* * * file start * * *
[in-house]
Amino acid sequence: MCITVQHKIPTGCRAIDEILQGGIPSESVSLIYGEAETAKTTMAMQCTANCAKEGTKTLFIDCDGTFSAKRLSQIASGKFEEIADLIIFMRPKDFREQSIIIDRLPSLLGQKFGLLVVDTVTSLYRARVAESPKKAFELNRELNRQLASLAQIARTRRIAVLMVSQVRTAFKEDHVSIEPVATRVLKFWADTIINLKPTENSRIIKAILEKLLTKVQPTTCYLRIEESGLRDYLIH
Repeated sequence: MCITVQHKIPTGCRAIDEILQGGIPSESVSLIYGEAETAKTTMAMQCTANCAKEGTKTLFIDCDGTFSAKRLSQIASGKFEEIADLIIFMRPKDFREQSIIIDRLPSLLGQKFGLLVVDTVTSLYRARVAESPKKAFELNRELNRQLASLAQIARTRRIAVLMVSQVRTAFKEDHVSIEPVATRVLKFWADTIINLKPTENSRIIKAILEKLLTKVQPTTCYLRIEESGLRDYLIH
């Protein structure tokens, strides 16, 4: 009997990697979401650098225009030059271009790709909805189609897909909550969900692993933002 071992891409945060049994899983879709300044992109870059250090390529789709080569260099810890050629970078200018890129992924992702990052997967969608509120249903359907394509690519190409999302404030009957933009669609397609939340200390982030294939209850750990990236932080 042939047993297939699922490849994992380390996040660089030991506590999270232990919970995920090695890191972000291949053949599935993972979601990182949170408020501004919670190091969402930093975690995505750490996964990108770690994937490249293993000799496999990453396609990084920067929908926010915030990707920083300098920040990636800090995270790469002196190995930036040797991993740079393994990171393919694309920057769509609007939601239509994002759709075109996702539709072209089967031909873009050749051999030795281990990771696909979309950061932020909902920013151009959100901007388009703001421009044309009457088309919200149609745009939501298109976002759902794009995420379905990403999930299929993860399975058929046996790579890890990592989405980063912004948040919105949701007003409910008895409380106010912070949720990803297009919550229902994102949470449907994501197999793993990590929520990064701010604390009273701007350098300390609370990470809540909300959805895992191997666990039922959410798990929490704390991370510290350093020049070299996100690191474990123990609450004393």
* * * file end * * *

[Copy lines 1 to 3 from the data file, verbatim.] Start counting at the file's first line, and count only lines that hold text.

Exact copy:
[in-house]
Amino acid sequence: MCITVQHKIPTGCRAIDEILQGGIPSESVSLIYGEAETAKTTMAMQCTANCAKEGTKTLFIDCDGTFSAKRLSQIASGKFEEIADLIIFMRPKDFREQSIIIDRLPSLLGQKFGLLVVDTVTSLYRARVAESPKKAFELNRELNRQLASLAQIARTRRIAVLMVSQVRTAFKEDHVSIEPVATRVLKFWADTIINLKPTENSRIIKAILEKLLTKVQPTTCYLRIEESGLRDYLIH
Repeated sequence: MCITVQHKIPTGCRAIDEILQGGIPSESVSLIYGEAETAKTTMAMQCTANCAKEGTKTLFIDCDGTFSAKRLSQIASGKFEEIADLIIFMRPKDFREQSIIIDRLPSLLGQKFGLLVVDTVTSLYRARVAESPKKAFELNRELNRQLASLAQIARTRRIAVLMVSQVRTAFKEDHVSIEPVATRVLKFWADTIINLKPTENSRIIKAILEKLLTKVQPTTCYLRIEESGLRDYLIH